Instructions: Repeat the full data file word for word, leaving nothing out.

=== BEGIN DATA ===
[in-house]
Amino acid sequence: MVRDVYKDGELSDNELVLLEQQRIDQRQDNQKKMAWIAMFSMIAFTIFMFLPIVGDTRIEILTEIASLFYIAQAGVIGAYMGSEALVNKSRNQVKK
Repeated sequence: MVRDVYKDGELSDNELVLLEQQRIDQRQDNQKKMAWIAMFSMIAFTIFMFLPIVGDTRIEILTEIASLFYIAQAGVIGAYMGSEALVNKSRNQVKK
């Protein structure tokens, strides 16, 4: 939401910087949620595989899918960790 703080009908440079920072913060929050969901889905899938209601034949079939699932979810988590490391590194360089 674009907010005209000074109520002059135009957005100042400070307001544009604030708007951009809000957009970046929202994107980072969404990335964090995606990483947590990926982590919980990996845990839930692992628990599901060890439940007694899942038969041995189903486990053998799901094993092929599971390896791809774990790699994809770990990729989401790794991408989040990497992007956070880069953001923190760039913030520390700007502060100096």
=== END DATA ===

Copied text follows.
[in-house]
Amino acid sequence: MVRDVYKDGELSDNELVLLEQQRIDQRQDNQKKMAWIAMFSMIAFTIFMFLPIVGDTRIEILTEIASLFYIAQAGVIGAYMGSEALVNKSRNQVKK
Repeated sequence: MVRDVYKDGELSDNELVLLEQQRIDQRQDNQKKMAWIAMFSMIAFTIFMFLPIVGDTRIEILTEIASLFYIAQAGVIGAYMGSEALVNKSRNQVKK
């Protein structure tokens, strides 16, 4: 939401910087949620595989899918960790 703080009908440079920072913060929050969901889905899938209601034949079939699932979810988590490391590194360089 674009907010005209000074109520002059135009957005100042400070307001544009604030708007951009809000957009970046929202994107980072969404990335964090995606990483947590990926982590919980990996845990839930692992628990599901060890439940007694899942038969041995189903486990053998799901094993092929599971390896791809774990790699994809770990990729989401790794991408989040990497992007956070880069953001923190760039913030520390700007502060100096």